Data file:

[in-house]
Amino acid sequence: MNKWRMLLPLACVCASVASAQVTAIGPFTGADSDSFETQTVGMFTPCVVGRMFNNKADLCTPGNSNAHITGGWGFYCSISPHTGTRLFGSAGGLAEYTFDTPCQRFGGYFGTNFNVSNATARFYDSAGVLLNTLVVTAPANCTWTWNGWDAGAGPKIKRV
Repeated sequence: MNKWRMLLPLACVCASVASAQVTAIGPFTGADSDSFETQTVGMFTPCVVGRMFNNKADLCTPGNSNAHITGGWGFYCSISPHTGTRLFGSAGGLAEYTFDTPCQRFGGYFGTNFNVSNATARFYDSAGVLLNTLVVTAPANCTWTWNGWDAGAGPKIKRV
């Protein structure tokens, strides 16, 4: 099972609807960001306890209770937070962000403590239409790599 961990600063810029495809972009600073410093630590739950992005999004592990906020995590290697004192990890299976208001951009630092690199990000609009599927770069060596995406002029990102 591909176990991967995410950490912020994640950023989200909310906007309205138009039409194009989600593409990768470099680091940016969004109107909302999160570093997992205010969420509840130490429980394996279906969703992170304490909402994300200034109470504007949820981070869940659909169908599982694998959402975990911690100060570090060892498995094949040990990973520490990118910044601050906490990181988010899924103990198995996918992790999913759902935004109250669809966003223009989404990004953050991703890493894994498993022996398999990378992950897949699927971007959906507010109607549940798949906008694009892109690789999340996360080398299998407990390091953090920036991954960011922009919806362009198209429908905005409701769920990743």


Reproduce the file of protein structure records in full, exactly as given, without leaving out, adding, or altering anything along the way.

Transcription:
[in-house]
Amino acid sequence: MNKWRMLLPLACVCASVASAQVTAIGPFTGADSDSFETQTVGMFTPCVVGRMFNNKADLCTPGNSNAHITGGWGFYCSISPHTGTRLFGSAGGLAEYTFDTPCQRFGGYFGTNFNVSNATARFYDSAGVLLNTLVVTAPANCTWTWNGWDAGAGPKIKRV
Repeated sequence: MNKWRMLLPLACVCASVASAQVTAIGPFTGADSDSFETQTVGMFTPCVVGRMFNNKADLCTPGNSNAHITGGWGFYCSISPHTGTRLFGSAGGLAEYTFDTPCQRFGGYFGTNFNVSNATARFYDSAGVLLNTLVVTAPANCTWTWNGWDAGAGPKIKRV
């Protein structure tokens, strides 16, 4: 099972609807960001306890209770937070962000403590239409790599 961990600063810029495809972009600073410093630590739950992005999004592990906020995590290697004192990890299976208001951009630092690199990000609009599927770069060596995406002029990102 591909176990991967995410950490912020994640950023989200909310906007309205138009039409194009989600593409990768470099680091940016969004109107909302999160570093997992205010969420509840130490429980394996279906969703992170304490909402994300200034109470504007949820981070869940659909169908599982694998959402975990911690100060570090060892498995094949040990990973520490990118910044601050906490990181988010899924103990198995996918992790999913759902935004109250669809966003223009989404990004953050991703890493894994498993022996398999990378992950897949699927971007959906507010109607549940798949906008694009892109690789999340996360080398299998407990390091953090920036991954960011922009919806362009198209429908905005409701769920990743």